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Deck Floors

Building a deck can create a transition that is just right, between your home and your backyard. Choosing the right flooring for your deck is a key part to the overall design. Whether you decide to have a professional build the deck or you do it yourself, proper planning is essential.

The type of deck floors you decide on will not only affect the overall look, it will also affect your budget, construction time and maintenance.

Few decisions are as important as to what type of deck floors you will lay. When deciding what type of deck floors you want, decide what you will use the deck for the most. Will the deck be used as a place for grilling and barbecuing? Or will the deck be used for entertaining friends and family? Or perhaps the deck will be used for a quiet retreat area for reading and lounging? No matter what you decide your deck will be used for, choosing the right deck floor is crucial.

If you choose to use wood for your deck floors, there are several structural parts. The deck floor may also need footers made of concrete that are placed below the frost line if you have freezing winters. If your deck floor will be placed on sandy soil, you will need to put larger footers in place in order to support the deck beams and posts.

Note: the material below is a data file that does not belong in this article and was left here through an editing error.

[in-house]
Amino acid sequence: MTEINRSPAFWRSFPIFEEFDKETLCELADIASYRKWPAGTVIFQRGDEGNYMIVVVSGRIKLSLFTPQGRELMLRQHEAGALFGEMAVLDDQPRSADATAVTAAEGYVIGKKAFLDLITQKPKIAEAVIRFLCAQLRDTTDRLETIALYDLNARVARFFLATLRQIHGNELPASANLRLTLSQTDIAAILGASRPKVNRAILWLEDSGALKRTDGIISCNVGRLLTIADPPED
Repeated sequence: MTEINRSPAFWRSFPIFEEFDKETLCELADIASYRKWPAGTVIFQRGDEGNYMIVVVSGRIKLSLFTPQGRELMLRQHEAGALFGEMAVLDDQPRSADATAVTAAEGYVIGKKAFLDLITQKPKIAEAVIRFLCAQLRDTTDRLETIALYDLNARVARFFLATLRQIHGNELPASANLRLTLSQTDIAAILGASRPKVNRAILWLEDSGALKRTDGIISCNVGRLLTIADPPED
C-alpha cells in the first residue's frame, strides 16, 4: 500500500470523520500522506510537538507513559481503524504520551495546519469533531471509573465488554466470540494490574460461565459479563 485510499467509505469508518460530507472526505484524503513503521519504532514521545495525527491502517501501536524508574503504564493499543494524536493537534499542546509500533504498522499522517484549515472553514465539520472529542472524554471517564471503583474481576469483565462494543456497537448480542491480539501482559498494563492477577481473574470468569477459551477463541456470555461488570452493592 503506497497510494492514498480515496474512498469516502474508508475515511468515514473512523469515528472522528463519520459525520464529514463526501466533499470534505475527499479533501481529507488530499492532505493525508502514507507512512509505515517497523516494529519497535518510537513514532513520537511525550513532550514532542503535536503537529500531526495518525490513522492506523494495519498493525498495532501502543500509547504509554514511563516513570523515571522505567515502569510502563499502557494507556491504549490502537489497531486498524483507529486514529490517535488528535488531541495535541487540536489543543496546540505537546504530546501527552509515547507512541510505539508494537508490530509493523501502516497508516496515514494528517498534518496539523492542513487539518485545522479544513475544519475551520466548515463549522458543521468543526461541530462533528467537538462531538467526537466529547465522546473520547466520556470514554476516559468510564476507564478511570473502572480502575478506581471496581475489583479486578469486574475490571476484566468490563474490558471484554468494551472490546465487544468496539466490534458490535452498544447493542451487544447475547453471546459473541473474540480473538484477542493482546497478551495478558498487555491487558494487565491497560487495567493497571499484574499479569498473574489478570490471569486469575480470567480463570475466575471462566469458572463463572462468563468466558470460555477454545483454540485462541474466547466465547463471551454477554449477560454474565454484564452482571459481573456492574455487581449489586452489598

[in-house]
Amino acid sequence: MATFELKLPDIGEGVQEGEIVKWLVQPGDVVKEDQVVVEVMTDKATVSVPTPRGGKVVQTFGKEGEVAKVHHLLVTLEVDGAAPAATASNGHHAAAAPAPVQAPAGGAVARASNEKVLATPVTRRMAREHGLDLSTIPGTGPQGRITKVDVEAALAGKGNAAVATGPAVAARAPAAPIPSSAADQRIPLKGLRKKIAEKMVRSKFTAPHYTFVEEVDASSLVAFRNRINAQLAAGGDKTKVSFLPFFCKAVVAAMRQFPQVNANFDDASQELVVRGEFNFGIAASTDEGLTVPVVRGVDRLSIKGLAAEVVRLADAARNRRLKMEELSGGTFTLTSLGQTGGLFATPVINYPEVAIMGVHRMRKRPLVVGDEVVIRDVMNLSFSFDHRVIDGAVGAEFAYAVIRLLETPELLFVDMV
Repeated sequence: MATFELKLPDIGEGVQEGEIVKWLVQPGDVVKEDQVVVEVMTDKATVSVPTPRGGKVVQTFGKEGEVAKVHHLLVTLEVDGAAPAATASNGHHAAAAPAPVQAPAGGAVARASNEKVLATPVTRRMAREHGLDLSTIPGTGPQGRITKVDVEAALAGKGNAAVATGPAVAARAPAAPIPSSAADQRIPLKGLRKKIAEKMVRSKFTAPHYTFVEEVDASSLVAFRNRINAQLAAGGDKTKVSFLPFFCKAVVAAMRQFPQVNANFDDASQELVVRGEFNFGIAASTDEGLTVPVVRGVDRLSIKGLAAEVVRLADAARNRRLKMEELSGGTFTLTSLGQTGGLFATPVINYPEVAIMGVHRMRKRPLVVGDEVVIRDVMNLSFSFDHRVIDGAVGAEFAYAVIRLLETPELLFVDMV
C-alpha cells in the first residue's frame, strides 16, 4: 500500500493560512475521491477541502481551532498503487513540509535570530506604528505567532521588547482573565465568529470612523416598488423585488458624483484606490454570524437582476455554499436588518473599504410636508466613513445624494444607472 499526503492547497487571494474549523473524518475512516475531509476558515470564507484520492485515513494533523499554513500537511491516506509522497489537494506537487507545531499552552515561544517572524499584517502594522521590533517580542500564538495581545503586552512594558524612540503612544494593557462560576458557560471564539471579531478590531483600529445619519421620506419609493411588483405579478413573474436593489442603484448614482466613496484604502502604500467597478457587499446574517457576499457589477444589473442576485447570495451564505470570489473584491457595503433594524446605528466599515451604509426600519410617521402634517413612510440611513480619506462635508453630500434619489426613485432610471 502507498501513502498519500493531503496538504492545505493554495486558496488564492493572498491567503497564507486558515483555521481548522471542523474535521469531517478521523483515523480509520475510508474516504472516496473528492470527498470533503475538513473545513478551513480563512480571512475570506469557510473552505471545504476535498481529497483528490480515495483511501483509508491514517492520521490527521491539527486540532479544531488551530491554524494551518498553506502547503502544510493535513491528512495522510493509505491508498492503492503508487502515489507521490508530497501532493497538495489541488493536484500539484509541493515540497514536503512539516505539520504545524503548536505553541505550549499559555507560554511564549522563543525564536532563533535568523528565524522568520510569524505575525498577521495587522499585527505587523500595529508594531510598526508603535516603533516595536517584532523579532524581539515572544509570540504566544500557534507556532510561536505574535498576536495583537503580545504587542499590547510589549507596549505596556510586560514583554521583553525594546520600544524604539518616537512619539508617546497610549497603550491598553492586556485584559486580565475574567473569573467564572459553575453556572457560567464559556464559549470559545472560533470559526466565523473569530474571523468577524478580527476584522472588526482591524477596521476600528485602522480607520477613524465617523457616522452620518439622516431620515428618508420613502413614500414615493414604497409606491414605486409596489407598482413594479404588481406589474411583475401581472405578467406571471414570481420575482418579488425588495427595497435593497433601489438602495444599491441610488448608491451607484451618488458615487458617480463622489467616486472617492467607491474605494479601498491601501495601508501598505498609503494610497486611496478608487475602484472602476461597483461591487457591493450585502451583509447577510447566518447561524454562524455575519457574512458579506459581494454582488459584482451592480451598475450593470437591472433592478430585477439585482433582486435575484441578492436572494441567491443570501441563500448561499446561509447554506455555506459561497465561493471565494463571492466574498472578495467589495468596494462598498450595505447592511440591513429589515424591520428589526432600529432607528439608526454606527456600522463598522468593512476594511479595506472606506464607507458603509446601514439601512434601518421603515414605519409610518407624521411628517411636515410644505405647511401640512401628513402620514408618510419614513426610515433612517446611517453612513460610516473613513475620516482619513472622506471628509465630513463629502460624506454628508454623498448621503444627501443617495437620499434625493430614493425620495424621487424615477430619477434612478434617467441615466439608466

If you want to make your deck floors look unique, try using different types of wood. There are quite a few different types of wood that can be used for deck floors. They include Alaskan yellow cedar, redwood, iron wood, white cedar, treated wood, water-repellant wood, foreign wood, as well as wood tiles. Nationally, you can easily find over a 100 different products to use for your deck floors.

Maybe a vintage deck floor is more your style. This can be achieved by using rhino decks or vintage woodwork.

Another option for your deck floors is composite flooring. There are nearly 80 different products that are currently being used for composite flooring. Not all composite flooring contains wood fiber. Polyethylene, or HDPE, is the most common plastic used in composite flooring.

Composite flooring is available in hollow and solid or ribbed profiles. Although the hollow or ribbed is a lot lighter, the solid is easier to finish off the edges with a router or saw. The hollow composite decking must be used with end caps and special trims.

No matter what type of deck floors you chose, picking the right one for your family’s needs is essential. Be sure to keep in mind your budget, time constraints and the amount of maintenance you can keep up with.

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